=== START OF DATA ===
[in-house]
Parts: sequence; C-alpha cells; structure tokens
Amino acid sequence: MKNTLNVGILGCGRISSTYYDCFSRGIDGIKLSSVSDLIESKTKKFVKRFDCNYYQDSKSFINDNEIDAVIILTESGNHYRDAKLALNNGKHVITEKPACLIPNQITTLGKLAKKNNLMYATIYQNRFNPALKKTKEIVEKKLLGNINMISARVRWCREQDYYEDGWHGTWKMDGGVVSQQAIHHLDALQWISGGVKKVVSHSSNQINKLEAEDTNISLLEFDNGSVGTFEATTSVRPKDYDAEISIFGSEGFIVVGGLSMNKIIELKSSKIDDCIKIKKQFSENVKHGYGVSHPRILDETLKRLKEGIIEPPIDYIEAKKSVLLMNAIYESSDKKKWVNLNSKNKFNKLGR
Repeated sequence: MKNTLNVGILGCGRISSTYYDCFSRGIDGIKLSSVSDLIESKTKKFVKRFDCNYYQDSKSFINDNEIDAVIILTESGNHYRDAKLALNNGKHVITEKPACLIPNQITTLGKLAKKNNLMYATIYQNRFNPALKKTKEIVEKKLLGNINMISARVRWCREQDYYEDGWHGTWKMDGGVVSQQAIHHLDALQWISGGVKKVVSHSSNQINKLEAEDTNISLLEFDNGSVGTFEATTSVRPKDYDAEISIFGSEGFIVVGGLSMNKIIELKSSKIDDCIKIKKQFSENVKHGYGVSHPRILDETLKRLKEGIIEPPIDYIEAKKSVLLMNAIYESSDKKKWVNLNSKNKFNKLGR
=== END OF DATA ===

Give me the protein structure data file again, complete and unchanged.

[in-house]
Parts: sequence; C-alpha cells; structure tokens
Amino acid sequence: MKNTLNVGILGCGRISSTYYDCFSRGIDGIKLSSVSDLIESKTKKFVKRFDCNYYQDSKSFINDNEIDAVIILTESGNHYRDAKLALNNGKHVITEKPACLIPNQITTLGKLAKKNNLMYATIYQNRFNPALKKTKEIVEKKLLGNINMISARVRWCREQDYYEDGWHGTWKMDGGVVSQQAIHHLDALQWISGGVKKVVSHSSNQINKLEAEDTNISLLEFDNGSVGTFEATTSVRPKDYDAEISIFGSEGFIVVGGLSMNKIIELKSSKIDDCIKIKKQFSENVKHGYGVSHPRILDETLKRLKEGIIEPPIDYIEAKKSVLLMNAIYESSDKKKWVNLNSKNKFNKLGR
Repeated sequence: MKNTLNVGILGCGRISSTYYDCFSRGIDGIKLSSVSDLIESKTKKFVKRFDCNYYQDSKSFINDNEIDAVIILTESGNHYRDAKLALNNGKHVITEKPACLIPNQITTLGKLAKKNNLMYATIYQNRFNPALKKTKEIVEKKLLGNINMISARVRWCREQDYYEDGWHGTWKMDGGVVSQQAIHHLDALQWISGGVKKVVSHSSNQINKLEAEDTNISLLEFDNGSVGTFEATTSVRPKDYDAEISIFGSEGFIVVGGLSMNKIIELKSSKIDDCIKIKKQFSENVKHGYGVSHPRILDETLKRLKEGIIEPPIDYIEAKKSVLLMNAIYESSDKKKWVNLNSKNKFNKLGR